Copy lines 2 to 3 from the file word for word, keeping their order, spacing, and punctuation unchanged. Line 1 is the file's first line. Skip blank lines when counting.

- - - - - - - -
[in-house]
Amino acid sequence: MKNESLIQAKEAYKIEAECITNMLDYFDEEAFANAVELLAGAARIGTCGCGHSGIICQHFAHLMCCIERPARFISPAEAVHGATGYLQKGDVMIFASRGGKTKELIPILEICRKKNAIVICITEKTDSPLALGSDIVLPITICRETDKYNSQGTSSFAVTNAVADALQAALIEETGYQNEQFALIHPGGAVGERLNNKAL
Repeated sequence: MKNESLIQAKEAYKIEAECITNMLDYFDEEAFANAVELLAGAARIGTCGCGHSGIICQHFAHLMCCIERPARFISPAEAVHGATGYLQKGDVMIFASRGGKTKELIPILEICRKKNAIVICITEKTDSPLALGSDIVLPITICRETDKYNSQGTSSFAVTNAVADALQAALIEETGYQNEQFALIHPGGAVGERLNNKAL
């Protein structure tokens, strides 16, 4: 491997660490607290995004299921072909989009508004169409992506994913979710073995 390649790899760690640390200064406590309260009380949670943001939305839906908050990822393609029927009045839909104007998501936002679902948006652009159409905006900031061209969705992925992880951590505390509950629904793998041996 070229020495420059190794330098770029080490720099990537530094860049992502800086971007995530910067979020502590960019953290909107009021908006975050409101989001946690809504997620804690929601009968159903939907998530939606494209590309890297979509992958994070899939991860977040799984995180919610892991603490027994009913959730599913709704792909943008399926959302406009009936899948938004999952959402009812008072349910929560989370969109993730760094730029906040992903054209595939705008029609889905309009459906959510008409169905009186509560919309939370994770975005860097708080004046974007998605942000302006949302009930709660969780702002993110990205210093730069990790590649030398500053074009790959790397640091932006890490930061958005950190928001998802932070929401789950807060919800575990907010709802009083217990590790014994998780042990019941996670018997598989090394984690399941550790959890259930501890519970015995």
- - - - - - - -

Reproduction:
Amino acid sequence: MKNESLIQAKEAYKIEAECITNMLDYFDEEAFANAVELLAGAARIGTCGCGHSGIICQHFAHLMCCIERPARFISPAEAVHGATGYLQKGDVMIFASRGGKTKELIPILEICRKKNAIVICITEKTDSPLALGSDIVLPITICRETDKYNSQGTSSFAVTNAVADALQAALIEETGYQNEQFALIHPGGAVGERLNNKAL
Repeated sequence: MKNESLIQAKEAYKIEAECITNMLDYFDEEAFANAVELLAGAARIGTCGCGHSGIICQHFAHLMCCIERPARFISPAEAVHGATGYLQKGDVMIFASRGGKTKELIPILEICRKKNAIVICITEKTDSPLALGSDIVLPITICRETDKYNSQGTSSFAVTNAVADALQAALIEETGYQNEQFALIHPGGAVGERLNNKAL